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Western Colorado copes with energy boom

Steven K. Paulson
Associated Press
Vail, CO Colorado
Paul Conrad/Aspen TimesWith a drilling rig looming just off his property, Rifle rancher John Terry stares down one of his horses Monday evening in this photo from September, 2003.
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RIFLE ” An aerial photo of a 10-square-mile area of La Plata County showed natural gas wells but looked more like a bombing had scarred the landscape.

Lawmakers gasped when they saw a photo of a house that exploded because of methane seepage. Another photo showed a road used for drilling rigs that looked like someone used a roto-tiller on it.

These and other problems were addressed by Western Slope officials during a tour and hearing by a legislative committee studying oil and gas drilling and the distribution of severance taxes to help communities deal with Colorado’s energy boom.



Counties directly affected by the drilling say they need more money to cope with crowded schools, clogged roads and labor shortages. But state officials say there aren’t any immediate solutions.

“This is a state resource that is being depleted, and it should be used to benefit the entire state,” said Sen. Gail Schwartz, who chairs the committee.



Schwartz said everyone in Colorado ” not just the Western Slope ” has been affected by the drilling. Companies are forced to pay more money to attract workers. Authorities are coping with increased pollution. Residents are driving on damaged highways.

During a hearing Tuesday in Rifle, local officials offered several solutions, including allowing individual counties to dole out state money to cities and towns, and creating a rainy day fund to bail them out if and when the bonanza dries up.

Twenty-five years ago, counties banked on a similar energy boom from oil shale only to watch it fizzle, leaving behind empty homes and coffers.



The severance taxes are collected from oil and gas producers and are supposed to compensate communities adversely affected by oil, gas and mineral extraction. There are an estimated 30,000 active oil and gas wells in Colorado; including severance taxes on minerals, the state expects to collect about $242 million this year.

Under a law passed this year, the amount of severance funds going directly to local communities was doubled from 15 percent to 30 percent. The rest is doled out as grants.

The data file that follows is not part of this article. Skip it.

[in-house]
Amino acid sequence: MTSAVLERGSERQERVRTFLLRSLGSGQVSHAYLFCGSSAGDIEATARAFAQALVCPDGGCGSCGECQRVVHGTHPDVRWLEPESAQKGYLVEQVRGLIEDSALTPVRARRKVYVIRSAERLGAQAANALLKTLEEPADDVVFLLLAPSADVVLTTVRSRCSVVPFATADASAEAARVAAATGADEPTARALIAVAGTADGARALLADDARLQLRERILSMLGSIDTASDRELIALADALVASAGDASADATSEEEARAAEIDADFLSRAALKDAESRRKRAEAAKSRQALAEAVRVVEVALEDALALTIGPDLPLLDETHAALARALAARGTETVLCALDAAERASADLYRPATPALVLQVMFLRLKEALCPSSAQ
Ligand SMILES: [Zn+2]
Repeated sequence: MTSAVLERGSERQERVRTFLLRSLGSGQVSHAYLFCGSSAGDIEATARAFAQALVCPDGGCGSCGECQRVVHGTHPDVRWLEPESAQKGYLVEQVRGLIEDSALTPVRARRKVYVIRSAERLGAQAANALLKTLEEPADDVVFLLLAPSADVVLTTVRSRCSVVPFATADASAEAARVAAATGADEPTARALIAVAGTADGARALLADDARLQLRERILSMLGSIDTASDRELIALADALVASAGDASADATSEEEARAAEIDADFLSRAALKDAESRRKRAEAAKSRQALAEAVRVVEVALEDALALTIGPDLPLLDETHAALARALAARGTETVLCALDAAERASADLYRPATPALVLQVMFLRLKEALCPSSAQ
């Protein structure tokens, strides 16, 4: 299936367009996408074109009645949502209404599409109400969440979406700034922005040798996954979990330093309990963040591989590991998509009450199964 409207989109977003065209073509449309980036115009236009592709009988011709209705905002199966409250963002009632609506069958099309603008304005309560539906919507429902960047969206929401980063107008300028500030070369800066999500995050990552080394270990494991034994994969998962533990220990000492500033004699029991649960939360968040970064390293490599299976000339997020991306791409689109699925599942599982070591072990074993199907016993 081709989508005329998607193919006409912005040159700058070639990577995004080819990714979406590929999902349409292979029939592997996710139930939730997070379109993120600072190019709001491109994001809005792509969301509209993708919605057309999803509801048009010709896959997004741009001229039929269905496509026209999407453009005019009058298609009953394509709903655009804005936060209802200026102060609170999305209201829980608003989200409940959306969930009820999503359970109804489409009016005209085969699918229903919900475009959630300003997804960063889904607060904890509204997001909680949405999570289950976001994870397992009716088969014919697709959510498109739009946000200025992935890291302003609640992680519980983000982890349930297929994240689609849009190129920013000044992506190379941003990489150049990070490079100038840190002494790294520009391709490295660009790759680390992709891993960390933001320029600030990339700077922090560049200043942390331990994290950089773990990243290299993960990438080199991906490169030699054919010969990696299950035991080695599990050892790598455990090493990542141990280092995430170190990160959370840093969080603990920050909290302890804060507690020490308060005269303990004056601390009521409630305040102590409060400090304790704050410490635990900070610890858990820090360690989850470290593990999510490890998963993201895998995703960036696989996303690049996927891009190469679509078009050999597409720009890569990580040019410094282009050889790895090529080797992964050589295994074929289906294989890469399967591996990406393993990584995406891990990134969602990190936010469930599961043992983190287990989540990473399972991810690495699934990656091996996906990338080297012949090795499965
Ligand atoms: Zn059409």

Las Animas County commissioner Ken Torres said local jurisdictions shouldn’t be forced to apply for individual grants and to provide matching funds, as they do now.

Yuma County commissioner Dean Wingfield suggested the state save some of the funds now to protect local governments when the energy economy declines.

La Plata County commissioner Kellie Hotter said production is already declining in her county. Officials are trying to plan for the future ” a difficult task because of many unknowns, including drilling’s impact on water wells and the need for local governments to plug oil and gas wells as they go out of service if companies abandon them.

Hotter suggested lawmakers base part of the distribution of severance taxes on the number of drilling permits issued.

“We need a formula to put this on an equitable basis,” she said.

Chip Taylor, spokesman for Colorado Counties Inc., which represents most of the state’s 64 counties, said few can agree on a better formula for distributing grants. Some officials want the state to count the number of workers living in their counties, while others note that they may have a lot of oil and gas development but that their workers live in other counties.

“I do think it should be a fair distribution statewide. The question is, what is the fair way?” Taylor asked.

Local officials told the lawmakers they welcome the boom’s benefits, including greater property tax revenues, high-paying jobs, royalties to mineral rights owners, and charitable contributions from oil and gas company officials who live in their communities.

Schwartz, a Democrat from Snowmass Village, said the committee’s visit to the drilling fields on the Western Slope was an eye-opener. She said riding on crowded, damaged roads and seeing two-acre drilling pads carved out of alfalfa fields while horses gamboled in the shadow of the Roan Plateau was a surreal experience.

“It’s hard to imagine,” she said.

Rep. Kathleen Curry, D-Gunnison, noted that oil and gas rigs are here to stay and the goal is to find a way for them to coexist in a state that still depends heavily on tourism.

“It’s an irony to stand here and look at the Roan with a drilling rig in front of it,” she said, staring at the sheer walls of the plateau rising above Rulison as workers scrambled up and down a six-story drilling rig that clangs away day and night.


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